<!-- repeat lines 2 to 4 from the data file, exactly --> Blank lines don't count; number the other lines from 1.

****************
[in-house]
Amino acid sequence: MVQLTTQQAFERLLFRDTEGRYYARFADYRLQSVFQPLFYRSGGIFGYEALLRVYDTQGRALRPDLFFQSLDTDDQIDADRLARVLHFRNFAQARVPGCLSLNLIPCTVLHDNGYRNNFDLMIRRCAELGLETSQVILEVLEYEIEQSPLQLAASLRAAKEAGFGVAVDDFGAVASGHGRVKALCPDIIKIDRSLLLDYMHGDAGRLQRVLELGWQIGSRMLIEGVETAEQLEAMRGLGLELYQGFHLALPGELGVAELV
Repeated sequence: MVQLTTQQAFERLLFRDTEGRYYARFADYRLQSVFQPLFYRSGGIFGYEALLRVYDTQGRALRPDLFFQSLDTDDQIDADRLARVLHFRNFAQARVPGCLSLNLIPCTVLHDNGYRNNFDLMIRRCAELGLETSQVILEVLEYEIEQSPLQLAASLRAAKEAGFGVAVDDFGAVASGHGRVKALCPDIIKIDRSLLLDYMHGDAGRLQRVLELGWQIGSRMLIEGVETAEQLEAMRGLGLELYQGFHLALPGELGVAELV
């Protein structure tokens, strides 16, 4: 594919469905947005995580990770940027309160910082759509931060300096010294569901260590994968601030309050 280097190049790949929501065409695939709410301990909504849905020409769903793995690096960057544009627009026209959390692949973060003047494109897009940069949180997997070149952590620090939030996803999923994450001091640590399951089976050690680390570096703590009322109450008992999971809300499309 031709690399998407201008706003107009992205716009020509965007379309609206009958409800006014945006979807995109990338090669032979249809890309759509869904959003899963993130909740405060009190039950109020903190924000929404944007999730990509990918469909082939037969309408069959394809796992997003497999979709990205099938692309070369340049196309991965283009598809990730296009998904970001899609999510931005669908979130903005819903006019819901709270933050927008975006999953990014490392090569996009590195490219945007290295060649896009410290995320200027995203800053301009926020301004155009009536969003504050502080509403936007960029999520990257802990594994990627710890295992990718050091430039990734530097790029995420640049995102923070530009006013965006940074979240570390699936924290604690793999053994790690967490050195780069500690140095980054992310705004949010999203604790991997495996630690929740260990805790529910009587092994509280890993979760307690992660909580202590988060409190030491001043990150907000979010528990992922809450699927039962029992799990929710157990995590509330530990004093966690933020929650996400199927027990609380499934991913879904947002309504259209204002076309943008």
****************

Amino acid sequence: MVQLTTQQAFERLLFRDTEGRYYARFADYRLQSVFQPLFYRSGGIFGYEALLRVYDTQGRALRPDLFFQSLDTDDQIDADRLARVLHFRNFAQARVPGCLSLNLIPCTVLHDNGYRNNFDLMIRRCAELGLETSQVILEVLEYEIEQSPLQLAASLRAAKEAGFGVAVDDFGAVASGHGRVKALCPDIIKIDRSLLLDYMHGDAGRLQRVLELGWQIGSRMLIEGVETAEQLEAMRGLGLELYQGFHLALPGELGVAELV
Repeated sequence: MVQLTTQQAFERLLFRDTEGRYYARFADYRLQSVFQPLFYRSGGIFGYEALLRVYDTQGRALRPDLFFQSLDTDDQIDADRLARVLHFRNFAQARVPGCLSLNLIPCTVLHDNGYRNNFDLMIRRCAELGLETSQVILEVLEYEIEQSPLQLAASLRAAKEAGFGVAVDDFGAVASGHGRVKALCPDIIKIDRSLLLDYMHGDAGRLQRVLELGWQIGSRMLIEGVETAEQLEAMRGLGLELYQGFHLALPGELGVAELV
């Protein structure tokens, strides 16, 4: 594919469905947005995580990770940027309160910082759509931060300096010294569901260590994968601030309050 280097190049790949929501065409695939709410301990909504849905020409769903793995690096960057544009627009026209959390692949973060003047494109897009940069949180997997070149952590620090939030996803999923994450001091640590399951089976050690680390570096703590009322109450008992999971809300499309 031709690399998407201008706003107009992205716009020509965007379309609206009958409800006014945006979807995109990338090669032979249809890309759509869904959003899963993130909740405060009190039950109020903190924000929404944007999730990509990918469909082939037969309408069959394809796992997003497999979709990205099938692309070369340049196309991965283009598809990730296009998904970001899609999510931005669908979130903005819903006019819901709270933050927008975006999953990014490392090569996009590195490219945007290295060649896009410290995320200027995203800053301009926020301004155009009536969003504050502080509403936007960029999520990257802990594994990627710890295992990718050091430039990734530097790029995420640049995102923070530009006013965006940074979240570390699936924290604690793999053994790690967490050195780069500690140095980054992310705004949010999203604790991997495996630690929740260990805790529910009587092994509280890993979760307690992660909580202590988060409190030491001043990150907000979010528990992922809450699927039962029992799990929710157990995590509330530990004093966690933020929650996400199927027990609380499934991913879904947002309504259209204002076309943008």